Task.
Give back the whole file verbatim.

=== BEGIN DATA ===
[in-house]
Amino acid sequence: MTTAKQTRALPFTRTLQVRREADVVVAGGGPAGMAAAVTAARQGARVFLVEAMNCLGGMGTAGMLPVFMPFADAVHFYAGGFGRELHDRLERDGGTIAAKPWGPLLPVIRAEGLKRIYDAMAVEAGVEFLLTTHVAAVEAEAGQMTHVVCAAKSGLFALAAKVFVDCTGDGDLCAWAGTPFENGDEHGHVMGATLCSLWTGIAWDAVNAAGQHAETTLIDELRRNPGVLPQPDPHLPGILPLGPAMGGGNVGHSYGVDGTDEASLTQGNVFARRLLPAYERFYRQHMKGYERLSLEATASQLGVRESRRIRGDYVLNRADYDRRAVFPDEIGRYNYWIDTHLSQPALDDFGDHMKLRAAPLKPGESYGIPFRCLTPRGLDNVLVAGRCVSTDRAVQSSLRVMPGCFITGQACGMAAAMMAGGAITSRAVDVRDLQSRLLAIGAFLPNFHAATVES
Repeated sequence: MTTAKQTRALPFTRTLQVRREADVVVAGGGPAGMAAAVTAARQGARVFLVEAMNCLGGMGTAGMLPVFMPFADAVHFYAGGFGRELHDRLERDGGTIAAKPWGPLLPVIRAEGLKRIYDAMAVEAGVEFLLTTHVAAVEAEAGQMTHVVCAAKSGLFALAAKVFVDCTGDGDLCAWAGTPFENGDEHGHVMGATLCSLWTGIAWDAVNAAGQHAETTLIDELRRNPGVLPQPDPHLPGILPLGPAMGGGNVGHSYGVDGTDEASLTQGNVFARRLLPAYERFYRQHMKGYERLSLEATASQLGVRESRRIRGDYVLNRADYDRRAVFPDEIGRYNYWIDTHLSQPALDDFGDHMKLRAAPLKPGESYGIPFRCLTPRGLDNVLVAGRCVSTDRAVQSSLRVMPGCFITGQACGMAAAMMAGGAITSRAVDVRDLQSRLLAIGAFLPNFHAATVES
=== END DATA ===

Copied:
[in-house]
Amino acid sequence: MTTAKQTRALPFTRTLQVRREADVVVAGGGPAGMAAAVTAARQGARVFLVEAMNCLGGMGTAGMLPVFMPFADAVHFYAGGFGRELHDRLERDGGTIAAKPWGPLLPVIRAEGLKRIYDAMAVEAGVEFLLTTHVAAVEAEAGQMTHVVCAAKSGLFALAAKVFVDCTGDGDLCAWAGTPFENGDEHGHVMGATLCSLWTGIAWDAVNAAGQHAETTLIDELRRNPGVLPQPDPHLPGILPLGPAMGGGNVGHSYGVDGTDEASLTQGNVFARRLLPAYERFYRQHMKGYERLSLEATASQLGVRESRRIRGDYVLNRADYDRRAVFPDEIGRYNYWIDTHLSQPALDDFGDHMKLRAAPLKPGESYGIPFRCLTPRGLDNVLVAGRCVSTDRAVQSSLRVMPGCFITGQACGMAAAMMAGGAITSRAVDVRDLQSRLLAIGAFLPNFHAATVES
Repeated sequence: MTTAKQTRALPFTRTLQVRREADVVVAGGGPAGMAAAVTAARQGARVFLVEAMNCLGGMGTAGMLPVFMPFADAVHFYAGGFGRELHDRLERDGGTIAAKPWGPLLPVIRAEGLKRIYDAMAVEAGVEFLLTTHVAAVEAEAGQMTHVVCAAKSGLFALAAKVFVDCTGDGDLCAWAGTPFENGDEHGHVMGATLCSLWTGIAWDAVNAAGQHAETTLIDELRRNPGVLPQPDPHLPGILPLGPAMGGGNVGHSYGVDGTDEASLTQGNVFARRLLPAYERFYRQHMKGYERLSLEATASQLGVRESRRIRGDYVLNRADYDRRAVFPDEIGRYNYWIDTHLSQPALDDFGDHMKLRAAPLKPGESYGIPFRCLTPRGLDNVLVAGRCVSTDRAVQSSLRVMPGCFITGQACGMAAAMMAGGAITSRAVDVRDLQSRLLAIGAFLPNFHAATVES